Express Disposal - Providing Uniformed Portable Sanitation Builds Business Identity

Express Disposal

Tuesday, March 1st, 2022

In 2015, while working for a real estate auction company selling land and commercial property, Jason Wiggins came across a ready-mix concrete business for sale and saw an opportunity to do something different. He contacted his childhood buddy, Luke Bryan, and the pair bought the Albany, Georgia, company. While Bryan operated as a silent partner — busy with his career as the 2021 Country Music Association Entertainer of the Year — Wiggins took on the role of chief executive officer running day-to-day operations. 

Although Concrete Enterprises had been successful, Wiggins saw the potential to make improvements, grow the company and expand services. Within a couple years, Wiggins added portable restrooms and then roll-off containers in order to provide more services for their construction customers.

“He started seeing these other things,” explains general manager Clint Eudy. “His thought was that concrete is one of the first things on the job and so are portable restrooms, so why wouldn’t we be in that as well?”

Wiggins started with 28 Armal restrooms and a pickup truck carrying a KeeVac Industries slide-in tank. The new service lines quickly grew, and he soon separated the division from the concrete company and formed a new company, Express Disposal.

In the fall of 2020, during the depths of the coronavirus pandemic, the company quadrupled in size when it entered into the trash collection business. Outstanding employees were a key factor in managing the explosive growth, Eudy says. “This has all been done within the last four years — from zero portable restrooms to 685, zero roll-offs to 550, zero garbage cans to 25,000. The biggest thing in how we’ve been able to make all this go and grow is we do put the employees first.”

Express Disposal operates out of a 5,000-square-foot warehouse/office building on five acres in Leesburg, Georgia, 15 miles north of Albany. The team includes 11 office staff, 3 salespeople, 19 technicians handling portable restrooms and roll-offs, and 45 working trash collection. The company’s service territory encompasses all of Southwest Georgia.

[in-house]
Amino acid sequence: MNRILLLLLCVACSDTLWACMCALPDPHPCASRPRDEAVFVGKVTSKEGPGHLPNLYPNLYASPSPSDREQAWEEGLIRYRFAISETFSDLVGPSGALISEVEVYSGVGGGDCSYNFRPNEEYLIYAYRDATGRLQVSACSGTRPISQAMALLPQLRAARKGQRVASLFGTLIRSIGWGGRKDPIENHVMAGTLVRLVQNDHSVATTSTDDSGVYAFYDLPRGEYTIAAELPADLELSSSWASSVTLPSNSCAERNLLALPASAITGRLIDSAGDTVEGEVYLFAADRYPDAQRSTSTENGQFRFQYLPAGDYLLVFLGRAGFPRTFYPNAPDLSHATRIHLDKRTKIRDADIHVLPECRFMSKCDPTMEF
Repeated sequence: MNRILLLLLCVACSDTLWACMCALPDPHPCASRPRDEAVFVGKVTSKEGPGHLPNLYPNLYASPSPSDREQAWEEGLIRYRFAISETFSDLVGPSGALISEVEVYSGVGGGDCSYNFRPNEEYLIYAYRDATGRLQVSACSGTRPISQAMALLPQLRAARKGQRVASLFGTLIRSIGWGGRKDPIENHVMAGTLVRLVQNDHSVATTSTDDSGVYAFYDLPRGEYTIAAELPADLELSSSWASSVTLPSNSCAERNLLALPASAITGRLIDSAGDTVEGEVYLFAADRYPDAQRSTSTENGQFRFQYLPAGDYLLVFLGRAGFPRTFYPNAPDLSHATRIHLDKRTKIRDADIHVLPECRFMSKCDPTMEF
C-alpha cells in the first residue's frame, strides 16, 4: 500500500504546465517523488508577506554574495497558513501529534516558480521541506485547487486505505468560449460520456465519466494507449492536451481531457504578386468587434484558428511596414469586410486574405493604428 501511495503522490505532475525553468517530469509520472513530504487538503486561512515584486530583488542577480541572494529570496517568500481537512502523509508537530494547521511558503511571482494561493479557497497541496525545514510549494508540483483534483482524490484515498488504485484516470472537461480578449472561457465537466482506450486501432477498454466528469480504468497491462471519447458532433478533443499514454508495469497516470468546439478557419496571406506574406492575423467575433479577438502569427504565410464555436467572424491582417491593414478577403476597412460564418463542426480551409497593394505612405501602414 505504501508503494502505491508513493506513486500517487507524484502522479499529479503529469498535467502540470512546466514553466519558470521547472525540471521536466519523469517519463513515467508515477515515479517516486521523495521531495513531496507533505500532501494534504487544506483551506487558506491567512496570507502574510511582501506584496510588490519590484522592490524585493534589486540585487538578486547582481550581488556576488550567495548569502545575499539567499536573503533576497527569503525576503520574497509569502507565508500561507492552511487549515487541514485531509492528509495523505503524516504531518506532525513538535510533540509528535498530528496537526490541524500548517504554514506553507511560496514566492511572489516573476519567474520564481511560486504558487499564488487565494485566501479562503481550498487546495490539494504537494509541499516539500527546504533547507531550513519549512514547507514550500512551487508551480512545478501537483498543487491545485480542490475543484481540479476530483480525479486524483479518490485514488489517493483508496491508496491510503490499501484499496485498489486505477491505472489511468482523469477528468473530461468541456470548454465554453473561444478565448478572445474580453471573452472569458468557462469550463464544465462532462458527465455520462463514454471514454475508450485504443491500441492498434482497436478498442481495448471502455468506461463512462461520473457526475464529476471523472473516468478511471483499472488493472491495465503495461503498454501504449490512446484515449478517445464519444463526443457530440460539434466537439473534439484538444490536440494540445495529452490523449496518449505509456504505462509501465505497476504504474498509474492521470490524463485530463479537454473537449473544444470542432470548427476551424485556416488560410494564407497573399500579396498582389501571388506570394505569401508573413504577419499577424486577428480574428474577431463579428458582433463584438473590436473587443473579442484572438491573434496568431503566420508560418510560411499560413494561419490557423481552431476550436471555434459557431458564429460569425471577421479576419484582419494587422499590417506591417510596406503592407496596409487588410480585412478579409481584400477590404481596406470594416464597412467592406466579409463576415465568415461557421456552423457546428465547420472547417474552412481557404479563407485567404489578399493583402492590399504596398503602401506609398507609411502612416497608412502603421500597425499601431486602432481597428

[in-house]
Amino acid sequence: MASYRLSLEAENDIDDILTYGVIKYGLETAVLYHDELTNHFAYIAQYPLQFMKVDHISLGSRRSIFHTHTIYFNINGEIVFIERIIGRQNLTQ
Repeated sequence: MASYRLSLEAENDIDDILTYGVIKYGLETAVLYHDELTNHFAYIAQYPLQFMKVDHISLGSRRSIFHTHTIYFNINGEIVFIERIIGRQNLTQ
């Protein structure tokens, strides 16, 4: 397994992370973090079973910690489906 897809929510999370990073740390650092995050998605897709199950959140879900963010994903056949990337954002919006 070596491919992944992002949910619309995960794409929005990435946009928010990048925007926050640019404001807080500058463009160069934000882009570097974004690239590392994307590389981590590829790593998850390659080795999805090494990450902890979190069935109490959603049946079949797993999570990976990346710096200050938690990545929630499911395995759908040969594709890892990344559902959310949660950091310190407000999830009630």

In addition to its 685 Armal Wave standard units, the company has five ADA-compliant units and 200 hand-wash stations, also from Armal, and 25 TOICO Industries 250-gallon holding tanks. Equipment is hauled with an Isuzu flatbed truck that carries 10 units. Their three vacuum trucks were built by FlowMark — two 2020 Ram 5500s with 1,100-gallon waste/400-gallon freshwater aluminum tanks and National Vacuum Equipment pumps, and a 2018 Isuzu with a 900-gallon waste/300-gallon freshwater aluminum tank. They use J&J Chemical deodorizer products. Waste is taken to the Albany wastewater treatment plant.

The company does not focus on events, but is active in the community. They provide units for local parades and charity fundraisers, Albany State University’s homecoming activities and events at the Albany fairgrounds such as the Southwest Georgia Car Show. They also keep units at area high schools for softball and football games and other activities.

Construction accounts for about 30% of their portable sanitation work. “We’ve got a lot of homes being built here right now, and commercial is going well, everything from new construction to renovations,” Eudy says. They also supply units for boat landings and at some of the plants and factories in the area such as a Georgia Pacific lumber plant.

About 35% of their portable sanitation work is for agriculture and 25% solar fields. Both industries have a need for trailered units that can be moved around by the customer as work progresses through fields. A local fabrication shop made their 35 trailers that carry two restrooms and a hand-wash station. The trailers are provided for the laborers at the farms that grow blueberries, watermelons, cabbage, squash and peanuts. The company also provides standalone units for seasonal workers at peanut shelling plants. Drivers have a list of equipment at each farm, but locate the mobile units through constant communication with on-site contacts.